Monday, April 8, 2013

Can We Choose Our Beliefs?

Lately on YT and TWeb I've been dealing with a fundy atheist. Andrew Smith, who argues that humans can't "choose" their beliefs, and he uses this as an excuse for why God's punishments are unjust. I asked Nick Peters to take a TNT bomb to this idea, so he'll be the guest poster today.


Can we choose our beliefs?

Andrew Smith says, no, we can’t. He says we can make choices, but we can’t choose to believe something.

Supposing this was true, it would be interesting to see what difference it would make to the truth of Christianity. It could be that Jesus rose from the dead and those who believe in it are those who have to believe in it, kind of an ultra-Calvinist viewpoint.

Of course, Smith is right if he means that we can’t just change our beliefs willy-nilly. I can’t just suddenly believe that I have $1,000,000 in my banking account, as much as I’d like that to be true. He is right that to change our beliefs, our beliefs should be challenged by new claims that have sufficient evidence.

Let’s look at a statement he makes.

“If in order to change your beliefs it is required that new information comes to you and convinces you that your beliefs are false, that is not choice.”

Yes. It is a requirement that you have new information come to your mind that convinces you, but the seeking out of new information is a choice. It is a choice when I go to the library to get books and it is a choice what books I get. I can get books that are in line with my beliefs, which is fine to do at times, or I can choose books that disagree with what I believe.

When I do the latter, I can also seek to choose what kind of mindset I will approach them from. I can choose to approach them assuming I am always right, to which nothing will be convincing because it does not agree with me, or I could take the approach that I am someone who is to be humble and learn from others and realize I could be wrong, in which case I could be more convinced.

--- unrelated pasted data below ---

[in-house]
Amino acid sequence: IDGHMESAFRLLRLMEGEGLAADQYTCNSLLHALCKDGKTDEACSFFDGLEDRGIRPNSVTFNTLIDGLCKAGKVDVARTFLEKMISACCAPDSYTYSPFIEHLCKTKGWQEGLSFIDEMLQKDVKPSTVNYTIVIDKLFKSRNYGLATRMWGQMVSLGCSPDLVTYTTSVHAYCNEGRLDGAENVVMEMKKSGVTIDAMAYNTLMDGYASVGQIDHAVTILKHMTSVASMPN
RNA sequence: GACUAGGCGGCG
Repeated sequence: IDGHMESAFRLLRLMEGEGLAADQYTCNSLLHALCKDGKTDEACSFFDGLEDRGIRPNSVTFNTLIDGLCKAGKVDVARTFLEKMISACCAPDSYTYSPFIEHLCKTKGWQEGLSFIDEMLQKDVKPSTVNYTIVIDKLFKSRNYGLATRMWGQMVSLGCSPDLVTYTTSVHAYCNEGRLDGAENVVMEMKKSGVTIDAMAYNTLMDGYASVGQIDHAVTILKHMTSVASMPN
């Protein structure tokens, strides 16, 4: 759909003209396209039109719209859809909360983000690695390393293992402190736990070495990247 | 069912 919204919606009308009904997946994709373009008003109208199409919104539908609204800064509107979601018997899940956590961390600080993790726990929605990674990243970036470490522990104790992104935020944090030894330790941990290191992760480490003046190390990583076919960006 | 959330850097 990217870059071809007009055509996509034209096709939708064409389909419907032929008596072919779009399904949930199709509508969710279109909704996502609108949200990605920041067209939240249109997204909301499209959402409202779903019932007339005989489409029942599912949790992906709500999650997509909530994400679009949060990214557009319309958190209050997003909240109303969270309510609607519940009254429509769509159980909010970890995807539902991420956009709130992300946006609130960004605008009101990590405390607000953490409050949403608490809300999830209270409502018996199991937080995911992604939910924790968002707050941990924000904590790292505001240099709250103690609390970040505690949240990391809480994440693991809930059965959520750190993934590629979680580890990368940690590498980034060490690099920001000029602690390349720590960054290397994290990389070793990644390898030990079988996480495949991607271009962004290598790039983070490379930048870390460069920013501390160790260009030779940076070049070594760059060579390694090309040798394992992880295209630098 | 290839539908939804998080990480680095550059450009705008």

If an argument is rational, contains no logical fallacies, and is based on sound evidence, then I am obligated to believe in it. Of course, that could mean I want some time to mull over the argument and examine the premises and such, but if in the end I find nothing wrong with the argument, then I believe it. The reality for most of us is that we’ve all had times like this. Many of us have eliminated beliefs from our system that we once deeply cherished simply because of new evidence.

Smith goes on to say

“You do not get to choose what convinces you and what doesn't, otherwise you could convince yourself of anything.”

But this doesn’t follow. This assumes that all arguments are equally convincing. Consider the classic syllogism.

All men are mortal.
Socrates is a man.
Socrates is mortal.

The only way someone could really doubt this is to question that all men are mortal. We have strong evidence of this though in that all men thus far have died, aside from biblically Enoch and Elijah. If that was a problem, let’s go to another one.

All cats are felines.
Mittens is a cat.
Mittens is a feline.

This should be convincing to anyone. Now let’s make another syllogism.

All birds can fly.
Rover is a dog.
Therefore, fundy atheists are dumb.

Now this conclusion is certainly true, although fundy atheists will disagree with it, but it is a bad argument. Not even the most conservative Christian would find it convincing. Thus, to say you can convince yourself of anything would imply that there is an equal argument to believe anything. If that is the case though, there is just as good an argument to convince yourself that you can choose your beliefs as there is that you can’t choose them. (By the way, why is Smith trying to give us an argument to choose the belief that we can’t choose our beliefs?)

“And, since your beliefs are entirely contingent upon what you find convincing, you do not choose them.”

This is true, but irrelevant. We can be convinced of things we don’t want to be convinced of. It happens regularly. People become convinced that a loved one has died when they see them lying in the casket. Is it because these people want to be convinced their loved one is dead? No. It is because they face evidence that they cannot refute. Most of us have had times of denial where we’ve had irrefutable evidence for a position and tried to emotionally push it away. It doesn’t last long.

We conclude that Smith’s case is not well thought-out and is simply a way to try to avoid having blame for the position that he holds with regards to Christianity. Yet even if his position was true, it would not refute the Christian faith at all. Perhaps the problem could really lie with Smith himself?